Keep your eye out for aphids in canola
Soybean farmers aren't the only ones with aphids on their minds. Canola farmers should be keeping an eye out for the common pests.
It's more difficult for aphids to cause economic damage to canola, or rapeseed, plants. But the number of different types of aphids that can infect a field are greater than with soybeans. That means the threat those aphids pose lasts longer throughout the year than that posed by soybean aphids, according to North Dakota State University Extension entomologist Janed Knodel.
The biggest concern for aphid damage at economic levels lies in later-planted fields. Bugs like the green peach aphid, cabbage aphid and turnip aphid are all more likely to cause damage at or near treatment thresholds. But, that's a moving target, Knodel says.
"There are no established thresholds for aphids on canola. In most cases, spraying is not economical, because aphids are located on the top 2-3 inch of the plant where pods are the smallest and contribute little to the overall yield," she says. "However, treatment may be justified when at least 20% of the stems are infested with a cluster of aphids in late flowering or early pod stages."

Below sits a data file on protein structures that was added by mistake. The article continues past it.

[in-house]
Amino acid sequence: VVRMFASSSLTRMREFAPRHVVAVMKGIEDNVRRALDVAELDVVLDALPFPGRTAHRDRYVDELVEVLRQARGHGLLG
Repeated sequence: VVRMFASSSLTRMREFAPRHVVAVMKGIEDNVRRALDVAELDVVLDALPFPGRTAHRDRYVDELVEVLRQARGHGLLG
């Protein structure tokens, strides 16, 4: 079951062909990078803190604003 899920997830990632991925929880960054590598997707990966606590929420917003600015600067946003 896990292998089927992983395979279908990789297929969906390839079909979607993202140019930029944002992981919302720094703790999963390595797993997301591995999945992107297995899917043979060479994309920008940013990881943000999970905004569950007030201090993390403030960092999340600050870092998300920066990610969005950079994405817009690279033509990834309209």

If you suspect you've got aphids working their way toward the treatment threshold in your fields, make sure you scout well. That's not just frequency, either.
"Note the presence of natural enemies as well as aphids," Knodel says. "A treatment may be necessary when the following conditions are met: 1) canola was planted late; 2) plants are still in pod development; and 3) low populations of natural enemies are present, such as lady beetles, syrphid flies, or lacewings."